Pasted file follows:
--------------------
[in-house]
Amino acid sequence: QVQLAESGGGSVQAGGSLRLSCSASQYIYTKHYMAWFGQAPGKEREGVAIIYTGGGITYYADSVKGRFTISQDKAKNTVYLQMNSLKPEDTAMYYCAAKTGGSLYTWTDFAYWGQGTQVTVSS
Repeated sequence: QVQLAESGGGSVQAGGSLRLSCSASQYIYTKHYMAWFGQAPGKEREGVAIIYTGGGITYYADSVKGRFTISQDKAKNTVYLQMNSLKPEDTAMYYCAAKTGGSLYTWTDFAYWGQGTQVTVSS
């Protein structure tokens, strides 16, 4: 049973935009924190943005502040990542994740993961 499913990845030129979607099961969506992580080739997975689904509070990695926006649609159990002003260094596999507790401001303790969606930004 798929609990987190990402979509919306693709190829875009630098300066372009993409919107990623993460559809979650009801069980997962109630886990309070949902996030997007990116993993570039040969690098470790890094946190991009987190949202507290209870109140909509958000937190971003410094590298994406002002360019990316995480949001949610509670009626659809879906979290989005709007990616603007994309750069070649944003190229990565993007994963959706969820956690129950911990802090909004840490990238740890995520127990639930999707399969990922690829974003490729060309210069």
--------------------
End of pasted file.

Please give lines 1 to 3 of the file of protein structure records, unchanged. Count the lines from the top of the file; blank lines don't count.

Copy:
[in-house]
Amino acid sequence: QVQLAESGGGSVQAGGSLRLSCSASQYIYTKHYMAWFGQAPGKEREGVAIIYTGGGITYYADSVKGRFTISQDKAKNTVYLQMNSLKPEDTAMYYCAAKTGGSLYTWTDFAYWGQGTQVTVSS
Repeated sequence: QVQLAESGGGSVQAGGSLRLSCSASQYIYTKHYMAWFGQAPGKEREGVAIIYTGGGITYYADSVKGRFTISQDKAKNTVYLQMNSLKPEDTAMYYCAAKTGGSLYTWTDFAYWGQGTQVTVSS